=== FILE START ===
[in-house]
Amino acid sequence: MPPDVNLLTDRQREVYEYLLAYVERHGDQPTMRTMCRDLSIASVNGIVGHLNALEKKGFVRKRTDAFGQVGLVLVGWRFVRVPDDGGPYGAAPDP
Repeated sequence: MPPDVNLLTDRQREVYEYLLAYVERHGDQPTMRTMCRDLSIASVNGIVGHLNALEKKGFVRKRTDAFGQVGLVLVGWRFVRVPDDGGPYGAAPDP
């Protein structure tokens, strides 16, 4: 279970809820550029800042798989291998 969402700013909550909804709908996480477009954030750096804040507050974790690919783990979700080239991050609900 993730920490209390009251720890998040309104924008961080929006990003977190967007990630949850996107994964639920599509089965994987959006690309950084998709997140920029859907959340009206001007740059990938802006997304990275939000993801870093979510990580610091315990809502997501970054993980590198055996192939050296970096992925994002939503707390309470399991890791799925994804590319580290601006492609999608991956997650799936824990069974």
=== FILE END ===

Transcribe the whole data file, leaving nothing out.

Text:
[in-house]
Amino acid sequence: MPPDVNLLTDRQREVYEYLLAYVERHGDQPTMRTMCRDLSIASVNGIVGHLNALEKKGFVRKRTDAFGQVGLVLVGWRFVRVPDDGGPYGAAPDP
Repeated sequence: MPPDVNLLTDRQREVYEYLLAYVERHGDQPTMRTMCRDLSIASVNGIVGHLNALEKKGFVRKRTDAFGQVGLVLVGWRFVRVPDDGGPYGAAPDP
């Protein structure tokens, strides 16, 4: 279970809820550029800042798989291998 969402700013909550909804709908996480477009954030750096804040507050974790690919783990979700080239991050609900 993730920490209390009251720890998040309104924008961080929006990003977190967007990630949850996107994964639920599509089965994987959006690309950084998709997140920029859907959340009206001007740059990938802006997304990275939000993801870093979510990580610091315990809502997501970054993980590198055996192939050296970096992925994002939503707390309470399991890791799925994804590319580290601006492609999608991956997650799936824990069974």